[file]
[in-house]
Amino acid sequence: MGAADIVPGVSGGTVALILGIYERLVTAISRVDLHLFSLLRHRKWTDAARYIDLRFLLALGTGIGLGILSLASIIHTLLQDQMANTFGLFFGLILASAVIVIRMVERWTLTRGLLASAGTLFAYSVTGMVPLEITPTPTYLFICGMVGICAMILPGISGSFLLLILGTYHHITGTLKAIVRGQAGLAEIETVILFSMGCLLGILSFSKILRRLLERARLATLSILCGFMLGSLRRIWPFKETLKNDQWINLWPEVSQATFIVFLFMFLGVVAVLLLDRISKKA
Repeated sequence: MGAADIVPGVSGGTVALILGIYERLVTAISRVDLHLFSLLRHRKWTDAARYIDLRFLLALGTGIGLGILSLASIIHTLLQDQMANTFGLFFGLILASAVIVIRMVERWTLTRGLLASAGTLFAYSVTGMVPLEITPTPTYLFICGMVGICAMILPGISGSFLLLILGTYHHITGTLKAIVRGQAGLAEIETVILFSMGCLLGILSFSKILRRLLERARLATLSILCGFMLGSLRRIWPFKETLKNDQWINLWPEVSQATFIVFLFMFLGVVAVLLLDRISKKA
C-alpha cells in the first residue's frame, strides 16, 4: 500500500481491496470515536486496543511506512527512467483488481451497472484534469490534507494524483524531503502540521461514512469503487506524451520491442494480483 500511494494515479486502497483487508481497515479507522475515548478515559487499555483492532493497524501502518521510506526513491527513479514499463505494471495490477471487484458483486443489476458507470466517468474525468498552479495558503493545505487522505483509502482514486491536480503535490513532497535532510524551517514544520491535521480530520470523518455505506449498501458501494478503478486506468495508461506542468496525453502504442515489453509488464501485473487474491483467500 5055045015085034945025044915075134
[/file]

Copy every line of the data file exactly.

[in-house]
Amino acid sequence: MGAADIVPGVSGGTVALILGIYERLVTAISRVDLHLFSLLRHRKWTDAARYIDLRFLLALGTGIGLGILSLASIIHTLLQDQMANTFGLFFGLILASAVIVIRMVERWTLTRGLLASAGTLFAYSVTGMVPLEITPTPTYLFICGMVGICAMILPGISGSFLLLILGTYHHITGTLKAIVRGQAGLAEIETVILFSMGCLLGILSFSKILRRLLERARLATLSILCGFMLGSLRRIWPFKETLKNDQWINLWPEVSQATFIVFLFMFLGVVAVLLLDRISKKA
Repeated sequence: MGAADIVPGVSGGTVALILGIYERLVTAISRVDLHLFSLLRHRKWTDAARYIDLRFLLALGTGIGLGILSLASIIHTLLQDQMANTFGLFFGLILASAVIVIRMVERWTLTRGLLASAGTLFAYSVTGMVPLEITPTPTYLFICGMVGICAMILPGISGSFLLLILGTYHHITGTLKAIVRGQAGLAEIETVILFSMGCLLGILSFSKILRRLLERARLATLSILCGFMLGSLRRIWPFKETLKNDQWINLWPEVSQATFIVFLFMFLGVVAVLLLDRISKKA
C-alpha cells in the first residue's frame, strides 16, 4: 500500500481491496470515536486496543511506512527512467483488481451497472484534469490534507494524483524531503502540521461514512469503487506524451520491442494480483 500511494494515479486502497483487508481497515479507522475515548478515559487499555483492532493497524501502518521510506526513491527513479514499463505494471495490477471487484458483486443489476458507470466517468474525468498552479495558503493545505487522505483509502482514486491536480503535490513532497535532510524551517514544520491535521480530520470523518455505506449498501458501494478503478486506468495508461506542468496525453502504442515489453509488464501485473487474491483467500 5055045015085034945025044915075134